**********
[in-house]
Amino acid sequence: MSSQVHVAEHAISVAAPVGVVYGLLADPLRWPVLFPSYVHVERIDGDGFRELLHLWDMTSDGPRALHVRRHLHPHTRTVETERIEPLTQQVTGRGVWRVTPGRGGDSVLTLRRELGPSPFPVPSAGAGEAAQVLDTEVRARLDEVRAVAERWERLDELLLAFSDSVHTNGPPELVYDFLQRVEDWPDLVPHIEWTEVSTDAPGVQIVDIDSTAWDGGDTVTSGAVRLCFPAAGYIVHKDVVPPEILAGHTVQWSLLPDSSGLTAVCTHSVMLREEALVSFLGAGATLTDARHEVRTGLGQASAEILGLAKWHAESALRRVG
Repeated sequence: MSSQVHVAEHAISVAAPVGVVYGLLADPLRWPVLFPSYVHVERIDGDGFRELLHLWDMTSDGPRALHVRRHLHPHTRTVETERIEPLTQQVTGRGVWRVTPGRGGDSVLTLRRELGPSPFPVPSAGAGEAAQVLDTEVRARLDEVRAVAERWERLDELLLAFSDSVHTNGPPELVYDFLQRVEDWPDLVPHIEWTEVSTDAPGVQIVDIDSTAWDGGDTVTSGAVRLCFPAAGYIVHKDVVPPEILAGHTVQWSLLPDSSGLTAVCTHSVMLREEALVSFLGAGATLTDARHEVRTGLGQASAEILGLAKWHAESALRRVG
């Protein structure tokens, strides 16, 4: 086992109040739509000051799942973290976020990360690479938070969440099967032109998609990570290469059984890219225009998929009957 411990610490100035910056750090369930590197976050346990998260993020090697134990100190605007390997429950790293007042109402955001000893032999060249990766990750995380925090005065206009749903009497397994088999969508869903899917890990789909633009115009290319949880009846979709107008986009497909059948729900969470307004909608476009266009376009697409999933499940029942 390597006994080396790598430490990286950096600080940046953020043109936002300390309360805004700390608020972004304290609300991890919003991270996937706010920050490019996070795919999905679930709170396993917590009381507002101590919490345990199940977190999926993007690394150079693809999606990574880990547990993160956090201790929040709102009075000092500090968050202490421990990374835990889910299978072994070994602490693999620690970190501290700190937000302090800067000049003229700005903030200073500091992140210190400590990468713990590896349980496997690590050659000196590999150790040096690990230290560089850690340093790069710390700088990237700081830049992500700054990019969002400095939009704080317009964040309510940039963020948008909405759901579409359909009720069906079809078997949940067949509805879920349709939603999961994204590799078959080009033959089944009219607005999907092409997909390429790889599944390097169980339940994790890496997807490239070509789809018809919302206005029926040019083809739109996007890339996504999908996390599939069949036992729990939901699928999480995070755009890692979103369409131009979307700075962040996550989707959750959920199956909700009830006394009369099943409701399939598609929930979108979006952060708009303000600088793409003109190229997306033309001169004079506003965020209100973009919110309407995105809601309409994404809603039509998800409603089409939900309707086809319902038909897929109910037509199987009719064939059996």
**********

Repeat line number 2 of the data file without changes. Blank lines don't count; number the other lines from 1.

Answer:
Amino acid sequence: MSSQVHVAEHAISVAAPVGVVYGLLADPLRWPVLFPSYVHVERIDGDGFRELLHLWDMTSDGPRALHVRRHLHPHTRTVETERIEPLTQQVTGRGVWRVTPGRGGDSVLTLRRELGPSPFPVPSAGAGEAAQVLDTEVRARLDEVRAVAERWERLDELLLAFSDSVHTNGPPELVYDFLQRVEDWPDLVPHIEWTEVSTDAPGVQIVDIDSTAWDGGDTVTSGAVRLCFPAAGYIVHKDVVPPEILAGHTVQWSLLPDSSGLTAVCTHSVMLREEALVSFLGAGATLTDARHEVRTGLGQASAEILGLAKWHAESALRRVG